Insights + Resources

Insurance When You’re Newly Married

Nov 15, 2019

Car with a "Just Married" sign
Assess the coverage for your new household.

Marriage changes everything, including insurance needs. Newly married couples should consider a comprehensive review of their current, individual insurance coverage to determine if any changes are in order as well as consider new insurance coverage appropriate to their new life stage.

The good news is that married drivers may be eligible for lower rates than single drivers. Since most couples come into their marriage with two separate auto policies, you should review your existing policies and contact your respective insurance companies to obtain competitive quotes on a new, combined policy.

Home

Newly married couples may start out as renters, but they often look to own a home or condo as a first step in building a life together. The purchase of homeowners insurance or condo insurance is required by the lender. While these policies have important differences, they do share the same purpose – to protect your home, your personal property, and your assets against any personal liability.

You should take special care of what is covered under the policy, the types of covered perils, and the limits on the amount of covered losses. Pay particular attention to whether the policy insures for replacement costs (preferable) or actual cash value.

Health

Like auto insurance, couples often bring together two separate, individual health insurance plans. Newly married couples should review their health insurance plans’ costs and benefits and determine whether placing one spouse under the other spouse’s plan makes sense.

Disability

Married couples typically combine their financial resources and live accordingly. This means that your mortgage or car loan may be tied to the combined earnings of you and your spouse. The loss of one income, even for a short period of time, may make it difficult to continue making payments designed for two incomes. Disability insurance replaces lost income, so that you can continue to meet your living expenses.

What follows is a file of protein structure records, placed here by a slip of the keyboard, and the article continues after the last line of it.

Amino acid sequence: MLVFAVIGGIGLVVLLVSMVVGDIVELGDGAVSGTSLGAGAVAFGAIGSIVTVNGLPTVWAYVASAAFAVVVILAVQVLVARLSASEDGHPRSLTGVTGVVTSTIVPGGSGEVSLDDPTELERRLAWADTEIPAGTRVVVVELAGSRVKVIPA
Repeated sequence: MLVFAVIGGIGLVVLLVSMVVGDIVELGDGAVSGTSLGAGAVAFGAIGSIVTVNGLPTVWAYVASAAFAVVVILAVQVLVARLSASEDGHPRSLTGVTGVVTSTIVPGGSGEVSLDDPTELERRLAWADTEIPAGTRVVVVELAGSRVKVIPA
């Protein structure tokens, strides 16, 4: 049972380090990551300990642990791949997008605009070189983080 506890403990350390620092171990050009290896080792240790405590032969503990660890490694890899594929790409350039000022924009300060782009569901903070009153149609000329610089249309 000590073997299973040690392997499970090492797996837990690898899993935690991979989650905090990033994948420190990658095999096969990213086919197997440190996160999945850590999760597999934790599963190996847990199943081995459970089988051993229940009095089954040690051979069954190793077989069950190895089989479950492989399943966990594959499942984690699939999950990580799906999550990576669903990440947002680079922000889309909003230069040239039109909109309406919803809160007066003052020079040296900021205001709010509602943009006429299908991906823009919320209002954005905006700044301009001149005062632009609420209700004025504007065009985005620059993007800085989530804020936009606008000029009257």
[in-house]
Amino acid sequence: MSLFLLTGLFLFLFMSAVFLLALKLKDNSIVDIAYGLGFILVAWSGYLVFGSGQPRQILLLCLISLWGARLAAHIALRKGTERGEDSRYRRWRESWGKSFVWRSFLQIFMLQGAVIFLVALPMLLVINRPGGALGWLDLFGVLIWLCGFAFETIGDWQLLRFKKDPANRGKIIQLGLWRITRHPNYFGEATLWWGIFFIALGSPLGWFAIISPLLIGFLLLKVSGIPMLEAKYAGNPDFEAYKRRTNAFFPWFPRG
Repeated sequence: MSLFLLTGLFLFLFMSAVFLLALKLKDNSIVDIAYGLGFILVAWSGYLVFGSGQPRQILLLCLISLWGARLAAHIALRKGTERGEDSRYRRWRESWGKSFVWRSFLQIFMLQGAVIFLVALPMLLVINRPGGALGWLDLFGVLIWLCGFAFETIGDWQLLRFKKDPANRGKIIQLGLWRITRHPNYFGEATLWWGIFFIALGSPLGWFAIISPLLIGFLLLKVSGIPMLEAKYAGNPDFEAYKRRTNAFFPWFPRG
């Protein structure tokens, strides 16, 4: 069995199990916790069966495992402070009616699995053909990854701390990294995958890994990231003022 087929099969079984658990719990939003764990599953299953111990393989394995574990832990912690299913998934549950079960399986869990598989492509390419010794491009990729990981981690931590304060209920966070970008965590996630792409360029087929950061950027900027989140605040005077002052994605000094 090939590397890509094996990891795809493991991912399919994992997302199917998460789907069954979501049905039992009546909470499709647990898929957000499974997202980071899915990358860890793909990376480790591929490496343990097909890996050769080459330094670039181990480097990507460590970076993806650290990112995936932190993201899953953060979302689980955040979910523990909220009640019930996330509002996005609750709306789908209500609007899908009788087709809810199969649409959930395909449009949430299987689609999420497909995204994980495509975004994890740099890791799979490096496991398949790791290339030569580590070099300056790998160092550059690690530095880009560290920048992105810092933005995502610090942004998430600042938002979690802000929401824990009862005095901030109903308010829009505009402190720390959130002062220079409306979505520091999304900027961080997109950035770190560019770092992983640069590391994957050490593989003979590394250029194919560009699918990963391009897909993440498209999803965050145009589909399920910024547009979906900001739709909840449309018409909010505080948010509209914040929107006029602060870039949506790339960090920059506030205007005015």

Life

Central to any marriage is a concern for each other’s future well-being. In the event of a spouse’s death, a lifestyle based on two incomes may mean that the debt and cash flow obligations can’t be met by the surviving spouse’s single income. Saddling the surviving spouse with a financial burden can be avoided through the purchase of life insurance in an amount that pays off debts and/or replaces the deceased spouse’s income.

Liability

Personal liability risks can have a significant impact on the wealth you are beginning to build for your future together. Consider purchasing umbrella insurance under your homeowners policy to protect against the financial risk of personal liability.

Extended Care

Extended care insurance may be a low priority given other financial demands, such as saving for retirement. Nevertheless, you may want to have a conversation with your parents about how long-term care insurance may protect their financial security in retirement.

Tags: ,

More Insights

Jan 17, 2020

The Setting Every Community Up for Retirement Enhancement (SECURE) Act is now law. With it, comes some of the biggest changes to retirement savings law in recent years. While the new rules don’t appear to amount to a massive upheaval, the SECURE Act will require a change in strategy for many Americans. For others, it … Continue reading “The Secure Act”

Jan 15, 2020

For most, creating an estate strategy is important to make sure your loved ones are taken care of after you’re gone. But it may be just as important to have an estate strategy for your business. Whether you’re a sole proprietor who will be passing on your business to your heirs or your business partners … Continue reading “Buy Sell Agreements for Businesses”

Jan 13, 2020

Financially, many of us associate April with taxes – but we should also associate April with important IRA deadlines. April 1, 2020 is the deadline to take your Required Minimum Distribution (RMD) from certain individual retirement accounts. April 15, 2020 is the deadline for making annual contributions to a traditional IRA, Roth IRA, and certain … Continue reading “2019 IRA Deadlines Are Approaching”

Jan 10, 2020

  You may have seen this statistic before or one resembling it: the average 65-year-old retiring couple can now expect to pay more than $250,000 in healthcare costs during the rest of their lives. In fact, Fidelity Investments now projects this cost at $285,000. The effort to prepare for these potential expenses is changing the … Continue reading “Healthcare Costs are Cutting into Retirement Preparations”

Jan 8, 2020

If you ever have the inkling to manage your investments on your own, that inkling is worth reconsidering. Do-it-yourself investment management can be a bad idea for the retail investor for myriad reasons. Getting caught up in the moment.When you are watching your investments day to day, you can lose a sense of historical perspective. … Continue reading “Why DIY Investment Management Is Such a Risk”

Insights + Resources >